Sunday, April 15, 2012

Reader's Art 12: Jennifer Vignone

Reader's Art 12: Longing for Home   Jennifer Vignone

Fall 2011
Kitakata, Gampi, encaustic, linoleum cut, gold leaf, pencil, original text, ink, nails, wood. 

Following is the text of the book.

"Let me die," he says. 
He is yelling it at Mom,
at the nurse, there in his room, 
at me at the long end of the phone 
and at God -- hovering, 
as he'd like to hover, 
freed from his stagnant frame.
"I'm old and want to die in peace."
All the yelling doesn't seem peaceful 
but I know it is what he wants.
We had to remove the gun and knives 
after we caught him with 
the .22 in his mouth. 
Were his hands too arthritic 
as he fumbled for the trigger? 
Or was he, even then, 
thinking it over?
I wondered what it would have been, 
over the phone, to hear the silence after the blast?
"Why didn't I find you on the floor?"she demanded. 
He had threatened to throw himself 
from the bed in an effort 
to kill himself.
In the delicately gnarled strands 
of their life together, 
they felt out the hereafter. 
Mom negotiated the exit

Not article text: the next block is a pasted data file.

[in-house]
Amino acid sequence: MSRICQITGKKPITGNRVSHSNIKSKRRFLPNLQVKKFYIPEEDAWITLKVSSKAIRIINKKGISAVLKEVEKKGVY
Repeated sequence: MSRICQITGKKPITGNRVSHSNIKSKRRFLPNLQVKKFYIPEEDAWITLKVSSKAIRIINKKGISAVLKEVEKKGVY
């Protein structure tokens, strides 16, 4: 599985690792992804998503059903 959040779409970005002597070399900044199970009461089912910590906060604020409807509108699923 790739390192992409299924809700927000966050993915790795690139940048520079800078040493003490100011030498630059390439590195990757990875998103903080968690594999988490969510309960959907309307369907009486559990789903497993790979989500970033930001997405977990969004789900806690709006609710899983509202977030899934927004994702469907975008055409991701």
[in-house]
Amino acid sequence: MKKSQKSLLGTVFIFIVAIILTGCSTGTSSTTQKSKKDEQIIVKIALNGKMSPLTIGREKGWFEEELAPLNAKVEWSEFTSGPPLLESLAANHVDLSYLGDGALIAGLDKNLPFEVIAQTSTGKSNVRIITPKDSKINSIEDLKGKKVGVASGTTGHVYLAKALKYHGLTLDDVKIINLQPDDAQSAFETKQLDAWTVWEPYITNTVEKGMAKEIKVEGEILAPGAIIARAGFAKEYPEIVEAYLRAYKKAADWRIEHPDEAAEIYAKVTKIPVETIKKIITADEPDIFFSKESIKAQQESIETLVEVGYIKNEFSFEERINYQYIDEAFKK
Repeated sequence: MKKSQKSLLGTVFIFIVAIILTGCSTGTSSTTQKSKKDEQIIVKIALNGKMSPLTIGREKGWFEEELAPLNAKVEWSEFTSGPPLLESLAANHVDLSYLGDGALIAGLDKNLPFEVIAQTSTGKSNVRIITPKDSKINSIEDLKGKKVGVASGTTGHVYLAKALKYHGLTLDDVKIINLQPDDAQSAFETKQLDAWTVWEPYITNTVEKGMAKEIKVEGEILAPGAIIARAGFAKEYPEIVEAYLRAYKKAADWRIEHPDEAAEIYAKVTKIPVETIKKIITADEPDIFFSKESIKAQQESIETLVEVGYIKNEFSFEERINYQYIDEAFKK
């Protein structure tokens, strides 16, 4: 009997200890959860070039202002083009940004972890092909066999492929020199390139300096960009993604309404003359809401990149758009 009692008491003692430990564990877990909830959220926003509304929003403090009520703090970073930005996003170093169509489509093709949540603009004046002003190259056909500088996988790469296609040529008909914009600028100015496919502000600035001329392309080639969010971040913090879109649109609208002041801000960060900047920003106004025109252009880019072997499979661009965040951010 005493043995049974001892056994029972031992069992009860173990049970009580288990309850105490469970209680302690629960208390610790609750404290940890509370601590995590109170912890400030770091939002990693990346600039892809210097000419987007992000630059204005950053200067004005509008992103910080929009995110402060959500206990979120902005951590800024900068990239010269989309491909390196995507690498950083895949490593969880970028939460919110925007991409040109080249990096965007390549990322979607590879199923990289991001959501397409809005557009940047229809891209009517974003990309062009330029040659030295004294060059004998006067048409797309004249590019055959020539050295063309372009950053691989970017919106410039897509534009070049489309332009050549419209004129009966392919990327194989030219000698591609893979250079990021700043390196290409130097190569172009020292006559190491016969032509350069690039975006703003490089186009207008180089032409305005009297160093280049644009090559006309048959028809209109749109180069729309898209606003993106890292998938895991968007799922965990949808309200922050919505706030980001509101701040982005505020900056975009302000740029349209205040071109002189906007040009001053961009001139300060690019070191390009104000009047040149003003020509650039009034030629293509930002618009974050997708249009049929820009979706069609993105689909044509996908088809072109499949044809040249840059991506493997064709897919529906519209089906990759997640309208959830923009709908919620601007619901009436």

as he struggled in his unresponsive shell.
Their conversation was peppered 
with allusions to the great beyond.
Its smell was in the air. 
She said to him, ìI thought you'd 
be more of a man," 
in the way he dealt with age 
and what followed.
I think of the time that I cannot grasp.
And what if I could, 
but grasped the wrong moment?
Mother. Father. A woman and a man, 
in time, and running out of time.
A flicker of light suddenly blinding gold and yellow 
and white in hand-to-hand combat with Darkness. 
A bird wing glide suspends briefly before free-fall.
Are there miracles?
I'd never understood the things 
that seemed so important to him -
ancient not-working timepieces, 
tie clips, old radios that he described 
as brand new, his Hathaway shirts 
with their three-hole buttons - until now. 
These were the things he had to offer 
after so many years. These were his legacy, 
not of typical fortune, but of a life.
I have an image of him in my head 
from a photograph of him
as a young man, before knowing my mother. 
She sits now by his side and holds his hand. 
She dials me with her free hand 
and rasps into the phone. 
He sleeps and when he wakes, he gasps. 
I think he is surprised to find himself still here.
Rich laughter chimed like 
heavy glass but I couldn't tell 
what caused such a sound. 
Spirals held me enthralled, 
rapt, terrified. 
I wandered about, 
hoping not to burst, 
but not afraid to die.
Will I, in my final moment,
hear my own thud? 

Reader's Art 12: Longing for Home
March 16- April 26, 2012

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